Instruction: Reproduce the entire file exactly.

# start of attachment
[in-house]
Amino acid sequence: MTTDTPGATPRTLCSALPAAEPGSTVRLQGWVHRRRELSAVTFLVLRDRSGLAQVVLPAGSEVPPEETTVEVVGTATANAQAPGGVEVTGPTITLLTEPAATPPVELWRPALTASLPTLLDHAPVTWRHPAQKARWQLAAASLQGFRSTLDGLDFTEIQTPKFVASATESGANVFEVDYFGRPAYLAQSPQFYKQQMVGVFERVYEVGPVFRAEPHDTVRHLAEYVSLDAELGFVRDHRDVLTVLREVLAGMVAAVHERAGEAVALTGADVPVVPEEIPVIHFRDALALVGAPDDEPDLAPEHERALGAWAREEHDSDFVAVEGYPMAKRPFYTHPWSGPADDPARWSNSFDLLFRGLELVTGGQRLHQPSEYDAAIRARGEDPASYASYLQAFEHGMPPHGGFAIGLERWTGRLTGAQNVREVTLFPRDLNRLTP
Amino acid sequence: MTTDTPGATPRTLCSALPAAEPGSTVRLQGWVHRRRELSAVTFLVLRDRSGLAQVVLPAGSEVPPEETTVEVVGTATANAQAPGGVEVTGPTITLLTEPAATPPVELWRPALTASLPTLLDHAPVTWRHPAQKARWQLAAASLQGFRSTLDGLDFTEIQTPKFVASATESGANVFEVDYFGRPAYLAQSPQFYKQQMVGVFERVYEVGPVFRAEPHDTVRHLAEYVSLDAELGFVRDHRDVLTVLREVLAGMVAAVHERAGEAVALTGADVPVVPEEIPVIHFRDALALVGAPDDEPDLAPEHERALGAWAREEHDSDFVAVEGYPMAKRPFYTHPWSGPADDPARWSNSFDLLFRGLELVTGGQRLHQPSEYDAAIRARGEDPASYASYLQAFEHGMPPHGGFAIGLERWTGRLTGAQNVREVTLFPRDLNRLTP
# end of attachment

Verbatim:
[in-house]
Amino acid sequence: MTTDTPGATPRTLCSALPAAEPGSTVRLQGWVHRRRELSAVTFLVLRDRSGLAQVVLPAGSEVPPEETTVEVVGTATANAQAPGGVEVTGPTITLLTEPAATPPVELWRPALTASLPTLLDHAPVTWRHPAQKARWQLAAASLQGFRSTLDGLDFTEIQTPKFVASATESGANVFEVDYFGRPAYLAQSPQFYKQQMVGVFERVYEVGPVFRAEPHDTVRHLAEYVSLDAELGFVRDHRDVLTVLREVLAGMVAAVHERAGEAVALTGADVPVVPEEIPVIHFRDALALVGAPDDEPDLAPEHERALGAWAREEHDSDFVAVEGYPMAKRPFYTHPWSGPADDPARWSNSFDLLFRGLELVTGGQRLHQPSEYDAAIRARGEDPASYASYLQAFEHGMPPHGGFAIGLERWTGRLTGAQNVREVTLFPRDLNRLTP
Amino acid sequence: MTTDTPGATPRTLCSALPAAEPGSTVRLQGWVHRRRELSAVTFLVLRDRSGLAQVVLPAGSEVPPEETTVEVVGTATANAQAPGGVEVTGPTITLLTEPAATPPVELWRPALTASLPTLLDHAPVTWRHPAQKARWQLAAASLQGFRSTLDGLDFTEIQTPKFVASATESGANVFEVDYFGRPAYLAQSPQFYKQQMVGVFERVYEVGPVFRAEPHDTVRHLAEYVSLDAELGFVRDHRDVLTVLREVLAGMVAAVHERAGEAVALTGADVPVVPEEIPVIHFRDALALVGAPDDEPDLAPEHERALGAWAREEHDSDFVAVEGYPMAKRPFYTHPWSGPADDPARWSNSFDLLFRGLELVTGGQRLHQPSEYDAAIRARGEDPASYASYLQAFEHGMPPHGGFAIGLERWTGRLTGAQNVREVTLFPRDLNRLTP